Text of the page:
Boils are a pain, especially those involved in the black death, aka the bubonic plague. Getting rid of boils is difficult because, well, what is a boil, really? A boil is a lot like a zit that is either near the surface of the epidermus (skin) or below the surface. The term “boil” is often a misdiagnosis of the problem, leaving epidermal cysts and acne out of the list of possibilities entirely. If you are experiencing symptoms like burning, itching, fever, or if you suffer from diabetes, chances are you have a boil and if you’re suffering from a fever or diabetes it’s time to go see the doctor. The causes of boils are numerous. Boils can be caused by an infected cut; boils can be caused by an infected hair follicle; boils can even be caused by the use of antibiotics; but the most common cause of boils is staphylococcus aureus, or staph for short.
Staph is a bacteria that lives on the skin of many a person, often times accumulating in the nose of said individual–giving people a new reason to be anxious about an itchy nose. But seriously, most people who are carrying staph don’t even know it, they produce none of the symptoms and show no boils. It is for this reason that if you end up getting boils, you should be tested immediately for a staph infection. Now, with those disclaimers out of the way, here are the most common two kinds and ways to get rid of boils.
What is a Furuncle?
A furuncle is a particularly painful boil caused by the infection of a hair follicle. And it definitely isn’t as fun having one as it is to say.
What is a Carbuncle?
A carbuncle is a group of boils that have, for whatever reason, clustered together. This is usually caused by a staph infection, and should be treated/cured immediately to avoid further complications and scarring caused by these boils.
Treatment of Boils
Use moisture and heat to get rid of boils. Soaking the boil, if it’s in a soakable place on your body, in warm water will help to relieve pain and draw the boil out. Also, a warm, damp compact applied to the skin for 20-30 minutes, 3-4 times a day can also draw the boil out. Once the boil drains, either wash it with antibacterial soap, or apply idiodine to ensure that no bacteria can enter the fresh wound and cause further infection of the boil.
Your doctor may need to use surgery to get rid of a boil. Don’t worry, this isn’t a big deal. If the boil is large enough or is starting to form into an abscess, your doctor will want to get in there with a local anesthetic and a small needle or scalpel. He or she will first numb the boil and the surrounding area and then make a small incision to allow the pus to drain. The incision is then usually packed with gauze and an antiseptic to allow further drainage, and to keep bacteria away.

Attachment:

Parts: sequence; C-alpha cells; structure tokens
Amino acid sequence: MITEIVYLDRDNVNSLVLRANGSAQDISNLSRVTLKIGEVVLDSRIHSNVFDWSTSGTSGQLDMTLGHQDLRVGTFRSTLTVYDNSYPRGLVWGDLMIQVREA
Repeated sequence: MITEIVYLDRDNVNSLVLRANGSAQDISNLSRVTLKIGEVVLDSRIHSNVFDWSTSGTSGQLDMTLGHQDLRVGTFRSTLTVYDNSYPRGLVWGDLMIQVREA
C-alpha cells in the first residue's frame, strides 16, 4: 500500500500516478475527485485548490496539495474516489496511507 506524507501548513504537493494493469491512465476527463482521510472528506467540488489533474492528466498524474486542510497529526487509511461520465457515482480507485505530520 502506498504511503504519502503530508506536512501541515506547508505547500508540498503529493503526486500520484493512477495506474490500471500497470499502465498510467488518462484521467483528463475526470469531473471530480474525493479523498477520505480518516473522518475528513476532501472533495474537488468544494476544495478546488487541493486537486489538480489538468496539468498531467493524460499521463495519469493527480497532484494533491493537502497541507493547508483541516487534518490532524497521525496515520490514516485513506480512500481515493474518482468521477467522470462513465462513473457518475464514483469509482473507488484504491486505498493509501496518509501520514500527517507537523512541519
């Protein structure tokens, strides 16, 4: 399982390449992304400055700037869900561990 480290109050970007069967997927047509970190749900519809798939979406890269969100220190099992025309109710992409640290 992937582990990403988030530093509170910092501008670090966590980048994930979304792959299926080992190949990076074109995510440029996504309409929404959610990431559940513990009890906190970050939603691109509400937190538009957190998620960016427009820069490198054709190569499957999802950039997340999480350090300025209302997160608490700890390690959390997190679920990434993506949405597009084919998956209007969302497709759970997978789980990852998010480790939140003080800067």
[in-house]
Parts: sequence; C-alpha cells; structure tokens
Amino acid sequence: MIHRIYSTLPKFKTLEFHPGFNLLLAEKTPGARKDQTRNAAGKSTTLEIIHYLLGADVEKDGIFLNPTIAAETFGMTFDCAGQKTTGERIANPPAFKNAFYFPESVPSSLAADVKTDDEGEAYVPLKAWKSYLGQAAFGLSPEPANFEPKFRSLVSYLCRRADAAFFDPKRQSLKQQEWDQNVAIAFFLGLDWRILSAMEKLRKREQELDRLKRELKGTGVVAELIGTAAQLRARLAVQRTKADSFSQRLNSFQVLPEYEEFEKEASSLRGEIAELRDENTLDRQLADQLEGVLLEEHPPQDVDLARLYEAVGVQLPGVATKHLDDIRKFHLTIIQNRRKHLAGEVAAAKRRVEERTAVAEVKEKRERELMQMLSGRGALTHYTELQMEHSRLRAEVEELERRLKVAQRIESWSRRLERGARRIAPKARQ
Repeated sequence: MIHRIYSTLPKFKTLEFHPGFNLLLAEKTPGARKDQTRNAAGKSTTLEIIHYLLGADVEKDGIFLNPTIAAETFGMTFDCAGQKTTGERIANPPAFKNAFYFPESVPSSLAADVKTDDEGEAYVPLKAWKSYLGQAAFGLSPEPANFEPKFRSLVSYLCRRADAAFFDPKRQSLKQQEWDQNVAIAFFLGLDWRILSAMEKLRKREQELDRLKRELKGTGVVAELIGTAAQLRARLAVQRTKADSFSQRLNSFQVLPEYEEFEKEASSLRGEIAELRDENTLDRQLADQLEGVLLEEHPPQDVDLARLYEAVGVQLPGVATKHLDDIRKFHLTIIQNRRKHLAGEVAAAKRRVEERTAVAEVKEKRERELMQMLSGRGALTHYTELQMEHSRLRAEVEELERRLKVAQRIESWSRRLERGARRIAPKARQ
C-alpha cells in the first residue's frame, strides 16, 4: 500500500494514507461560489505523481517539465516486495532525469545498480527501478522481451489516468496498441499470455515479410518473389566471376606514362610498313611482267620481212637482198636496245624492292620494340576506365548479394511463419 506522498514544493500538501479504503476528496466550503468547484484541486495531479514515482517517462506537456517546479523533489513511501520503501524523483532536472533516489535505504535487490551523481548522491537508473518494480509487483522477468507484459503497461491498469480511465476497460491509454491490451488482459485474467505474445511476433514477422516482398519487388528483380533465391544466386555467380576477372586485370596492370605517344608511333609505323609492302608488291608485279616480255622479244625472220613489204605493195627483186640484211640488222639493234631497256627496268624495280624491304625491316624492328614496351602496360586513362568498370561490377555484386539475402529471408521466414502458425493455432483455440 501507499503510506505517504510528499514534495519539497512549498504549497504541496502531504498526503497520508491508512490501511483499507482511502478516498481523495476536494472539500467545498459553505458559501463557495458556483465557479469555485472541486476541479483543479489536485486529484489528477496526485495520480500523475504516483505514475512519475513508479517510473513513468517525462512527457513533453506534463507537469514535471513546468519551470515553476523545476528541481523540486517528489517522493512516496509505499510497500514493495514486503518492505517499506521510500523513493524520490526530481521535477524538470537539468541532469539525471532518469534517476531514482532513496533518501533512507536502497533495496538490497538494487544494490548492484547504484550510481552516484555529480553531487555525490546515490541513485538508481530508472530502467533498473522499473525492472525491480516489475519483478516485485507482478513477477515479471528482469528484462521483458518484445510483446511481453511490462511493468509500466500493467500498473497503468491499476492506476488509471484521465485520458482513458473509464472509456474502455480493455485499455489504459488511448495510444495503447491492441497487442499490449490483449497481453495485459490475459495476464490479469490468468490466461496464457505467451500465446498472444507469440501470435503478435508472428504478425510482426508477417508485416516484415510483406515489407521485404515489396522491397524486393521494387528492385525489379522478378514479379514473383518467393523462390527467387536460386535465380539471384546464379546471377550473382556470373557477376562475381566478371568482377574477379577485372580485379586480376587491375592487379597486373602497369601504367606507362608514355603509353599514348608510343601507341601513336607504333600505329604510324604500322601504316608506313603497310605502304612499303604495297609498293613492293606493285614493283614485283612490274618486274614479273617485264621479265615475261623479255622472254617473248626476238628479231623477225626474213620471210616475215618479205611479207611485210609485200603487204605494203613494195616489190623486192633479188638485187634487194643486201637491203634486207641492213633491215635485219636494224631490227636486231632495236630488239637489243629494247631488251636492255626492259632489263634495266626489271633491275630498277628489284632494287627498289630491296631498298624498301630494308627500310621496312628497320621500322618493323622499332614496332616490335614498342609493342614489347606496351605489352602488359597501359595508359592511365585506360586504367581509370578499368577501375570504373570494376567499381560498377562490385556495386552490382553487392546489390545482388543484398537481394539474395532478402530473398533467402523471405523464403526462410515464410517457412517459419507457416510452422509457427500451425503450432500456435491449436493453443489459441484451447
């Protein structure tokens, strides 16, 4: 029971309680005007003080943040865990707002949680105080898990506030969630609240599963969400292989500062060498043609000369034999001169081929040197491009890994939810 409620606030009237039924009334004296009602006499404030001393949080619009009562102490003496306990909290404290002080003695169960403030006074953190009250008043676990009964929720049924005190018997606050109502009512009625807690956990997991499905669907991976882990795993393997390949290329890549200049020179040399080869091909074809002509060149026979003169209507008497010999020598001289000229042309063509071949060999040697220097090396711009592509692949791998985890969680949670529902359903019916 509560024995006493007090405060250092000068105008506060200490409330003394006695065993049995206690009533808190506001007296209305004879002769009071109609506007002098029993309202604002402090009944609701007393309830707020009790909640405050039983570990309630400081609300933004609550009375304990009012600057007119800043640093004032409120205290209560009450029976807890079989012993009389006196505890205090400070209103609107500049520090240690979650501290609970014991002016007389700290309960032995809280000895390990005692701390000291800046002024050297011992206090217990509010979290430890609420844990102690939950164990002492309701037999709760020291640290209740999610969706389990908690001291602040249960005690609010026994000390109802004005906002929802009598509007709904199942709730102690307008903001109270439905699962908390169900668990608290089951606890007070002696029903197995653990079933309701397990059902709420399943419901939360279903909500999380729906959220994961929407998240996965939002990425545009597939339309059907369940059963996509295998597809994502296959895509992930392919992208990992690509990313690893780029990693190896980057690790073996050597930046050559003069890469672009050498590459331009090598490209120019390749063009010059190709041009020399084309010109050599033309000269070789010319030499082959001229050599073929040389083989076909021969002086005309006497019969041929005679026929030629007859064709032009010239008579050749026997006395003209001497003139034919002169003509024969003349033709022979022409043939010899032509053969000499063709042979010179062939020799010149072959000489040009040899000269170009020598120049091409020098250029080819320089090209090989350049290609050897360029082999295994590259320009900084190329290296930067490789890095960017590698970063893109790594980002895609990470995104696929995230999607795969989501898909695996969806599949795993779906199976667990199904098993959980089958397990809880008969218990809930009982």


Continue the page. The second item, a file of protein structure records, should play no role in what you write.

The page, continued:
If you have recurrent problems with boils after treatment, it’s time to get a bacterial culture done. A bacterial culture, usually taken from the nose with a cotton swab, will help the doctor identify whether or not your boils are caused by staphylococcus aureus and allow them to plan a way to get rid of your boils. If it turns out that it is staph, then they will find an appropriate antibiotic to help you get rid of staph infections.
Keeping your wounds clean is the key to getting rid of boils. Because most boils are caused by that skin dwelling bacteria called staph for short, it’s best to keep open boils and other skin wounds as clean as possible. Wash all wounds with antibacterial soap on a daily basis and make sure to change any bandages or dressings when they start to look nasty.
One or more of your family members may need to be treated to really get rid of boils. If your boils are indeed caused by the staph bacteria, one or more of your family members may be carrying the bacteria and passing it on to you without knowing it because the staph carrier often doesn’t show symptoms. It is recommended that each family member you’ve had recent contact with get a bacterial culture done so that you can get rid of boils for good.
Cures for Boils
Commercial cures for boils are no less effective than any medical treatment, at least for boils that haven’t gotten out of hand or aren’t caused by a staph infection. Most cures for boils are made up of either a mineral supplement consisting of vitamin A and vitamin E, or an antibacterial wash/compress. The key here to fighting an infected boil, especially if it’s caused by staph, is to introduce some sort of antibiotic to the affected area. This is a problem for many over-the-counter solutions because antibiotics are usually kept under lock and key so that we don’t all go taking antibiotics everyday, unwittingly producing some sort of super bacteria. So, aside from antibiotics present in the product, the cure for boils must have some other antibacterial properties. Some companies like DermaXum claim to have an antibiotic lotion, but I’d be careful about using these “home made” boil cures.
Natural Remedies for Boils
Vitamins A and E are good supplements for preventing boils and other skin problems. Both vitamins are essential for replenishing your epidermus, and are therefore naturally beneficial when fighting things like boils and skin infections.
Magnesium sulfate is said to be a good natural cure for boils. Essentially a paste is created with water and is then applied to the boil as a natural antiseptic antimicrobial agent to kill surrounding bacteria and as a means of absorbing the moisture from the wound and drying the boil out to cure it. Some bath salts like Epsom’s contain Magnesium sulfate.